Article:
Academic journal article
By Borstelmann, Thomas; Zanin, Toby
International Journal , Vol. 58, No. 2
Cambridge MA: Harvard University Press, 2002, xv, 369pp, US$35.00, ISBN 0-674-00597-X
One of the few positive, if unexpected, consequences to emerge from the Allied victory over fascism was the light it cast on the discrepancy between the high-gloss of presidential rhetoric (notably Franklin Delano Roosevelt's Four Freedoms) and the more mundane but still malignant racist practices which defined the American polity. In the emerging ideologically polarized cold war milieu, civil rights advocates and their supporters argued that America, as the globe's pre-eminent superpower, could no longer indulge in such antiquated racial governance.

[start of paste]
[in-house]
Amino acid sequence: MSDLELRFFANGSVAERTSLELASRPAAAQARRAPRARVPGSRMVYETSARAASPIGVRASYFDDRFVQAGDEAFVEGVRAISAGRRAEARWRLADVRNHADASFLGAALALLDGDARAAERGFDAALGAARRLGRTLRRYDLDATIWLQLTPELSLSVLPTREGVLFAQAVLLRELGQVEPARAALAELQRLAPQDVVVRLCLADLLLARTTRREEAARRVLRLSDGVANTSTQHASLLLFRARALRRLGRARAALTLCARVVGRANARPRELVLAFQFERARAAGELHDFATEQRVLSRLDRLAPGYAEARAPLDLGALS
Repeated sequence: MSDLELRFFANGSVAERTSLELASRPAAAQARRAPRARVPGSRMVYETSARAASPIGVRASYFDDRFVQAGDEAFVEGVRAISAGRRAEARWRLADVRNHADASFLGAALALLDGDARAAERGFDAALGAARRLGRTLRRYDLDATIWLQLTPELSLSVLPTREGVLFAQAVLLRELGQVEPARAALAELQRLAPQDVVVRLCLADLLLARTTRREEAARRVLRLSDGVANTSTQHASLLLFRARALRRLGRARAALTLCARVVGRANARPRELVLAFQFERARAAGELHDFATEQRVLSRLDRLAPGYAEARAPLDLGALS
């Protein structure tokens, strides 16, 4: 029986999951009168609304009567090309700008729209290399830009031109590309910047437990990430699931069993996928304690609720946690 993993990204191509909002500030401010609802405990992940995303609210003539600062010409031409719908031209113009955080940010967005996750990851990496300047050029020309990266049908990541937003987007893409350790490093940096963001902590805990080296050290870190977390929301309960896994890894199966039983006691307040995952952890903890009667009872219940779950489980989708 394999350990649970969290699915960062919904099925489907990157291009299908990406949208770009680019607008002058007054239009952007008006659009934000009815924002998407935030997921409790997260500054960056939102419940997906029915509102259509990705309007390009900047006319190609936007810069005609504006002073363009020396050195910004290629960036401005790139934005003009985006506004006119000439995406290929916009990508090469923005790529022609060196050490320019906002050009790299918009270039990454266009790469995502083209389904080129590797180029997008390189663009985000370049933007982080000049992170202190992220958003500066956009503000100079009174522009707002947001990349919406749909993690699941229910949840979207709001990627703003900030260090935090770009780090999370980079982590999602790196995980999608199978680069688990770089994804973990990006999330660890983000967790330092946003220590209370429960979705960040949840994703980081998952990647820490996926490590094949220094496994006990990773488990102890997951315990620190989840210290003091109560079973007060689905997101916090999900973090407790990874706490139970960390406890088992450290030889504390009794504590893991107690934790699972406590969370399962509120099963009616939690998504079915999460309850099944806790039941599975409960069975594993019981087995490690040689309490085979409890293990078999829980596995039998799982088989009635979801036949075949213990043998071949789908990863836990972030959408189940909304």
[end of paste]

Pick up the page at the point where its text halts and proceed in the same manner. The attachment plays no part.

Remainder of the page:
With the luxury of hindsight, it is easy to conclude that the forces of segregation (domestically) and anti-colonialism (internationally) were historically foreordained to be vanquished. As Borstelmann usefully reminds us in his lucid study, this appeared anything but the case at the time. The proponents of racial equality had to contend with the formidable advantages that the apostles of segregation enjoyed - institutionally, the predominant control of three branches of government and publicly, especially in the south, the historically ingrained high degree of public support.
These obstacles were eventually overcome, largely by dint of 'bottoms up' sustained grass-roots activism. Careful to seek broad alliances at home and to forge coalitions abroad with embryonic like-minded Third World anti-colonial organizations in which the bonds of mutual sympathy and solidarity were ultimately created and sustained, this brand of activism, in tandem with the eventually more enlightened executive and judicial leadership that followed, was slowly able to alter the nature of American racial consciousness. …